Tuesday, June 29, 2010

Intarsia Pillow

For the front, I used the pattern from here. My colours are slightly different as I was using up bits of spare yarn. I did the back in the main colour (royal blue), using this pattern:

CO 104
Row 1: K2, (P5, K5)10 times, P2
Row 2: K3, (P5, K5) 10 times, P1
Row 3: (P5, K5) 10 times, P4
Row 4: (K5, P5) 10 times, K4
Row 5: P3, (K5, P5) 10 times, K1
Row 6: K1, (P5, K5) 10 times, P3
Row 7: K4, (P5, K5) 10 times
Row 8: P4 (K5, P5) 10 times
Row 9: P1, (K5, P5) 10 times, K3
Row 10: P2, (K5, P5) 10 times, K2

Repeat until back is same size as front. Use kitchener's stitch on three side seams. Insert an 18"x18" pillow form and use kitchener's stitch to close last side. Here are some pics:

Figure 1: Pillow Front



Figure 2: Pillow Back

Saturday, June 19, 2010

Modding a Knitted Crab

Recently I found some time to knit the crab from Amigurumi Knits. It actually knit up pretty quick, only taking 2 evenings and part of an afternoon.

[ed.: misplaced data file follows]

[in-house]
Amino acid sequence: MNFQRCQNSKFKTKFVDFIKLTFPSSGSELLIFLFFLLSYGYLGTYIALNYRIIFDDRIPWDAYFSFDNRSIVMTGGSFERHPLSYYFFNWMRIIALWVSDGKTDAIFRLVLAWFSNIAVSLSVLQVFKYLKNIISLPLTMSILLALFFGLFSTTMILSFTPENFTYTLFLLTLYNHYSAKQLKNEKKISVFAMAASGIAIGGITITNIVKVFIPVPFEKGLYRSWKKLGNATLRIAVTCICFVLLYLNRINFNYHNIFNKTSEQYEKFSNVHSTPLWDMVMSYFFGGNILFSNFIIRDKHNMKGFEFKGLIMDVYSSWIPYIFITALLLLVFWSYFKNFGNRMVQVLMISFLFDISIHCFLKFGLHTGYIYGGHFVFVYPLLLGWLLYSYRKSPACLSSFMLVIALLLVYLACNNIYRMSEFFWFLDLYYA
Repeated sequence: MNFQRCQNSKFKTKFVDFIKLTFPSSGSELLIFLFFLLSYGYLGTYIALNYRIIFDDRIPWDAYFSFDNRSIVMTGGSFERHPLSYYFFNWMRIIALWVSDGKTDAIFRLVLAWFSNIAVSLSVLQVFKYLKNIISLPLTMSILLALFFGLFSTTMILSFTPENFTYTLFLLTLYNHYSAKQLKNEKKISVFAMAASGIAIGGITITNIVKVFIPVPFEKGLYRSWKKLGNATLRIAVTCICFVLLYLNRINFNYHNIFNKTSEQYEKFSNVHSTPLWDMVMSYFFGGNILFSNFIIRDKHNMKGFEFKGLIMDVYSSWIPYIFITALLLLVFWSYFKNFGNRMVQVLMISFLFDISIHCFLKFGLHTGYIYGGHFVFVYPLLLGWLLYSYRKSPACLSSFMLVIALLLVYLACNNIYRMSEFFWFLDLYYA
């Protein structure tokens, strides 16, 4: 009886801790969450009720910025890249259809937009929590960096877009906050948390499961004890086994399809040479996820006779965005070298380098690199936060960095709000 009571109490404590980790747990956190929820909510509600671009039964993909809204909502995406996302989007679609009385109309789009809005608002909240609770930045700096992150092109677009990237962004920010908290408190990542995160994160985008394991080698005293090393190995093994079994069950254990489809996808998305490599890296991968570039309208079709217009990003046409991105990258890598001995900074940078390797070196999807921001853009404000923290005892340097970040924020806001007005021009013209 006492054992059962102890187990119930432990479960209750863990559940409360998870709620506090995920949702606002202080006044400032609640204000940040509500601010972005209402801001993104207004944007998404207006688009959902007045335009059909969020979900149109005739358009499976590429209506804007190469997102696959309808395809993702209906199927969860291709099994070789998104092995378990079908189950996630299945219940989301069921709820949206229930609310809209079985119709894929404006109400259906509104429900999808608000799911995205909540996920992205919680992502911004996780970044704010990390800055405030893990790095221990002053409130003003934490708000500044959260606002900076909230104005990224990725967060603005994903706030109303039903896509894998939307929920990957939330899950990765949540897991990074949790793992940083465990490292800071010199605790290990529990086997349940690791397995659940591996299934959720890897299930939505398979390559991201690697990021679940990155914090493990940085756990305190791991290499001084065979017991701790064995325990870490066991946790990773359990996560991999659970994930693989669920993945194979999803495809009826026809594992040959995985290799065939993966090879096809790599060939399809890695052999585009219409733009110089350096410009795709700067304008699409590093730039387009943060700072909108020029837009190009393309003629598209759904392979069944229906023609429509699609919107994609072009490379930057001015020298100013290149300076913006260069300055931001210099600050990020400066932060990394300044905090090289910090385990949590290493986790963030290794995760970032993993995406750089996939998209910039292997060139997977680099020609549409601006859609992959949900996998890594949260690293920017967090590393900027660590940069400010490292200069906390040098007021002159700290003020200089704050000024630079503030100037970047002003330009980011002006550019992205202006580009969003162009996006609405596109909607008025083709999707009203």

Since the recipient was old enough to know that cooked crabs are red (and obviously didn't want to display a cooked crab...) we settled on teal for the body. We also wanted a more realistic shell colour and found a shiny yarn that variegated between ivory and sandy brown. The under colour was a fluffy yarn in a mostly ivory, somewhat sandy, colour to give the appearance of hairy bristles.

The pattern needed some modification as the recipient had no intention of receiving a 6 legged decapod with no body (as suggested in the original pattern). The extra 4 legs were easy: wrap the body colour around appropriately shaped pipe cleaners.

I knit up the body as follows:

In main body colour (called BC1 in the book), cast on 27 in the round. Knit 9 rows in stocking stitch. Unless specified otherwise, knit the following rows in BC1:

row 10: (K7, K2tog) 3x
row 11: K in under body colour (called BC2 in book)
row 12: (K6, K2tog) 3x
row 16: (K5, K2tog) 3x
row 17: K in BC2
row 18: (K4, K2tog) 3x
row 21: K2tog, K4, K2tog, K2tog, K3, K2tog (divide on 2 needles)
row 22: K in BC2
row 24: K2tog, K2, K2tog, K2tog, K3
row 25: KFB 8x
row 28: (KFB, K6, KFB) 2x
row 30: cast off

Use kitchener stitch to stitch up body, stuffing as you go. Sew 3 vertical rows in BC2 to make slits in tail.

Here are some actions shots of the end result.

Figure 1: Crab inside shell


Figure 2: Crab outside shell

Sunday, November 8, 2009

Hot Pad